Written By: Daniel Kinsley

If you had one word to describe filmmaking duo Justin Benson and Aaron Moorehead, “ambitious” immediately comes to mind. The writing-directing pair have made a name for themselves with deeply imaginative, smart, complex genre films that often combine the terrifying and the intimate. From the romance of Spring (2014) a Linklater-meets-Cronenberg creature feature, to the cosmic dread of The Endless (2017) each of their films have been worthy of hyperbole, and even spawned their own lo-fi shared universe. With Synchronic (2020) their fourth feature, the boys show up with many of their familiar strengths; from strong performances and a unique take on a familiar genre trope, it feels poised to be another ace in the hole. Unfortunately, the film ultimately falls short of its lofty aims, largely as a result of its ambition, ironically. While it lacks the emotional wallop of their previous works, Synchronic remains a heady and thoughtful effort from a couple of guys who are always swinging for the fences.

New Orleans paramedics, and best friends, Steve (Anthony Mackie) and Dennis (Jamie Dornan) are called to a series of unusual and gruesome scenes with a common theme: a mysterious designer drug called synchronic. After Dennis’ daughter Brianna (Ally Ioannides) goes missing, the pair are drawn into a complicated truth that will challenge what each man knows about reality itself. To say more would be to spoil the fun of discovery; suffice it to say that the result is a genre mash-up built around a touching emotional core which feels entirely in line with their previous filmography. 

The film takes its time setting up character details, and while Mackie and particularly Dornan give sensitive, committed performances, the script does not quite give them the depth each is hinting at beyond their companionable banter. It is a film that is largely interested in big ideas, which often times means a slow burn to set up threads which will pay off by the end. While there is a lot to digest (repeat viewings of their films are often rewarded) the film somehow manages to both do too little, while ultimately biting off more than it can chew. Once things are set in the motion, the results are alternately thrilling and heartbreaking, but it takes an awful lot of time to kick into second gear, and the film suffers a bit as a result of its shaggy middle.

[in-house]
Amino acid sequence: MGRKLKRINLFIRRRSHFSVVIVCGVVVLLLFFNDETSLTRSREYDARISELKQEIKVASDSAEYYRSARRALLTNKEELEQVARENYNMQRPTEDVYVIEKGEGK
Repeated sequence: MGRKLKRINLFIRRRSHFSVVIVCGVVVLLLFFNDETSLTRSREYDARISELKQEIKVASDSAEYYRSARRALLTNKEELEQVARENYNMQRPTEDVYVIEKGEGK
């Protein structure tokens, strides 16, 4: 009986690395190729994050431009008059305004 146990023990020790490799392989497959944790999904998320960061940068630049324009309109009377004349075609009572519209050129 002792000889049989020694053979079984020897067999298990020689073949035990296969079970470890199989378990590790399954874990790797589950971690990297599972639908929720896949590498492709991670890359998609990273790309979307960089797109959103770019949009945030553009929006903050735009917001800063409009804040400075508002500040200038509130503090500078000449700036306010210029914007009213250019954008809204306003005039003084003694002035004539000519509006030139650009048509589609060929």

It is a bit ironic that their biggest film (thanks to an increased budget and more star power) ends up feeling like their most minor work so far. Still, a lesser effort from these two feels head and shoulders above most similar efforts, and if the film is able to expose more viewers to their work, it is a net win for a pair of filmmakers who only ought to get more interesting from here.

After three increasingly imaginative films, it almost seems inevitable that Benson and Moorhead would run up against limitations in simply trying to do too much. While the emotional finale does not land with quite the same catharsis as was intended, it is certainly not for lack of effort.  Synchronic eventually lands somewhere between Bringing Out The Dead (1999) and Tenet (2020) the results of which are never boring, even when they do not entirely gel.

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